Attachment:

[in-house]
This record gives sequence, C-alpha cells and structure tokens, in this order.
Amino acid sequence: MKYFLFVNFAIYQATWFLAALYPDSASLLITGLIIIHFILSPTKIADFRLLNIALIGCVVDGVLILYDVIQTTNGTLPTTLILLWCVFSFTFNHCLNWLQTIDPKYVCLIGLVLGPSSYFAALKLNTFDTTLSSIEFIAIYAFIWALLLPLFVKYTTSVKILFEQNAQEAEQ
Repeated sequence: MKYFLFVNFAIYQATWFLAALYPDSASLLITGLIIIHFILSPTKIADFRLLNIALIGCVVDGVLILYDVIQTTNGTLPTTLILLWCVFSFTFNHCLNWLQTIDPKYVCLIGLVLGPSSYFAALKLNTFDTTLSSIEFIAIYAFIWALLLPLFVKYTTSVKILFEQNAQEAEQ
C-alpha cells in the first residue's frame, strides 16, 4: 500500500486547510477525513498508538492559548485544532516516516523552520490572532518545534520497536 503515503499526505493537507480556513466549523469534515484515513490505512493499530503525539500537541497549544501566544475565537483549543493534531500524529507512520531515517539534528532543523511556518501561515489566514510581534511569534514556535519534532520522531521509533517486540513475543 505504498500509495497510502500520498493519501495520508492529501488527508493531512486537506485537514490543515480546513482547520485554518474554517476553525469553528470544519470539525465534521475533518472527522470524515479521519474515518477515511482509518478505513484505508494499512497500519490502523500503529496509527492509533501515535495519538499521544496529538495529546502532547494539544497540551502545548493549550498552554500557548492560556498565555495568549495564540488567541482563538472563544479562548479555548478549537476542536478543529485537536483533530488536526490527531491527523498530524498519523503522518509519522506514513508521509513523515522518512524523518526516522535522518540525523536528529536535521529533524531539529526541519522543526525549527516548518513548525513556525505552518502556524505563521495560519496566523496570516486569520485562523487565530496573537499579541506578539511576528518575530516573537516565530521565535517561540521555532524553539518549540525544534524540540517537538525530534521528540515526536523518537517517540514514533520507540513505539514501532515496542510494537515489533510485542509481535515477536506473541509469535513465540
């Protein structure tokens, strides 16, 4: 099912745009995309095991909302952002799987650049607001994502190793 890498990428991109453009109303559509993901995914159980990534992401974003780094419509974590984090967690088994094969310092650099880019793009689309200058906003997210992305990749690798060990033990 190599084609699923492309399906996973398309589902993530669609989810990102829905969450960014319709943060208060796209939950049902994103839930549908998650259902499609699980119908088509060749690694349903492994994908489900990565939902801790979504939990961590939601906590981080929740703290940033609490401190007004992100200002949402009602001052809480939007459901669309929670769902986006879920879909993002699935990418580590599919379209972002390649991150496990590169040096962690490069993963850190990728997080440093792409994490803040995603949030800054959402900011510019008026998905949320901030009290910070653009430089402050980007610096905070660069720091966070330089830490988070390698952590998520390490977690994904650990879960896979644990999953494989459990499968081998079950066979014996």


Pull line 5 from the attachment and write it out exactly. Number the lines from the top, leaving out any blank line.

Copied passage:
C-alpha cells in the first residue's frame, strides 16, 4: 500500500486547510477525513498508538492559548485544532516516516523552520490572532518545534520497536 503515503499526505493537507480556513466549523469534515484515513490505512493499530503525539500537541497549544501566544475565537483549543493534531500524529507512520531515517539534528532543523511556518501561515489566514510581534511569534514556535519534532520522531521509533517486540513475543 505504498500509495497510502500520498493519501495520508492529501488527508493531512486537506485537514490543515480546513482547520485554518474554517476553525469553528470544519470539525465534521475533518472527522470524515479521519474515518477515511482509518478505513484505508494499512497500519490502523500503529496509527492509533501515535495519538499521544496529538495529546502532547494539544497540551502545548493549550498552554500557548492560556498565555495568549495564540488567541482563538472563544479562548479555548478549537476542536478543529485537536483533530488536526490527531491527523498530524498519523503522518509519522506514513508521509513523515522518512524523518526516522535522518540525523536528529536535521529533524531539529526541519522543526525549527516548518513548525513556525505552518502556524505563521495560519496566523496570516486569520485562523487565530496573537499579541506578539511576528518575530516573537516565530521565535517561540521555532524553539518549540525544534524540540517537538525530534521528540515526536523518537517517540514514533520507540513505539514501532515496542510494537515489533510485542509481535515477536506473541509469535513465540